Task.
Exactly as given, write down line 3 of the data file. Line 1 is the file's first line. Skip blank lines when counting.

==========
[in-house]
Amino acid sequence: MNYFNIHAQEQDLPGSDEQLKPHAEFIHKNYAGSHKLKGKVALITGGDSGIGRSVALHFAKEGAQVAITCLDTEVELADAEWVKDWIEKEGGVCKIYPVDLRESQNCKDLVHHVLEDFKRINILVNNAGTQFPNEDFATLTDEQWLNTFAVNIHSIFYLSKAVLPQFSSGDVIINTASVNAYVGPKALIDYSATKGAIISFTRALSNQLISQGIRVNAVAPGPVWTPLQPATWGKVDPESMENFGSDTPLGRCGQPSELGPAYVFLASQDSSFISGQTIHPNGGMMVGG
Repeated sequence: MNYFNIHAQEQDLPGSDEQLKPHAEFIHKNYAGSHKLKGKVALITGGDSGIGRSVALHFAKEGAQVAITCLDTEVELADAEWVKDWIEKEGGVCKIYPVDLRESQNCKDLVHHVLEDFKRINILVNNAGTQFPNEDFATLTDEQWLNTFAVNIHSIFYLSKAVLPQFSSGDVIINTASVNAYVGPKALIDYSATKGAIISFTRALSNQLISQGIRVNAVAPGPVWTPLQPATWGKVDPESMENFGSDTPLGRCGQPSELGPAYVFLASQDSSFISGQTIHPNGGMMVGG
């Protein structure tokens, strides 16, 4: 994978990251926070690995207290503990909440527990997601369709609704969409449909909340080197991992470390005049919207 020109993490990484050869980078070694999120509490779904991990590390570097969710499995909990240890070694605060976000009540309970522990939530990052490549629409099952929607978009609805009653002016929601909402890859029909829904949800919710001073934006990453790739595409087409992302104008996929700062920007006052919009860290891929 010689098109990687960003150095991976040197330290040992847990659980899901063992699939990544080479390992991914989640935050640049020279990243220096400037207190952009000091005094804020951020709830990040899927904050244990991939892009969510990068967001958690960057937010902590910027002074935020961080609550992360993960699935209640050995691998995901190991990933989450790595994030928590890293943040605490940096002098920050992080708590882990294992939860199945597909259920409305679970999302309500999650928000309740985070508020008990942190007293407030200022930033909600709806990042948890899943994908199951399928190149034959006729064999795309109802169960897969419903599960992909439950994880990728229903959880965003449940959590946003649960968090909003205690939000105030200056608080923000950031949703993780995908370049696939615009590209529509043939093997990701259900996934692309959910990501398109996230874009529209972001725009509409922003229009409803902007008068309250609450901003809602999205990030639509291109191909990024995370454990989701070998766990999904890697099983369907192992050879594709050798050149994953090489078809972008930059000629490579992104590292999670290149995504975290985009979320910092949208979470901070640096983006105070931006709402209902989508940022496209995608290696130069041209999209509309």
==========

Repeated sequence: MNYFNIHAQEQDLPGSDEQLKPHAEFIHKNYAGSHKLKGKVALITGGDSGIGRSVALHFAKEGAQVAITCLDTEVELADAEWVKDWIEKEGGVCKIYPVDLRESQNCKDLVHHVLEDFKRINILVNNAGTQFPNEDFATLTDEQWLNTFAVNIHSIFYLSKAVLPQFSSGDVIINTASVNAYVGPKALIDYSATKGAIISFTRALSNQLISQGIRVNAVAPGPVWTPLQPATWGKVDPESMENFGSDTPLGRCGQPSELGPAYVFLASQDSSFISGQTIHPNGGMMVGG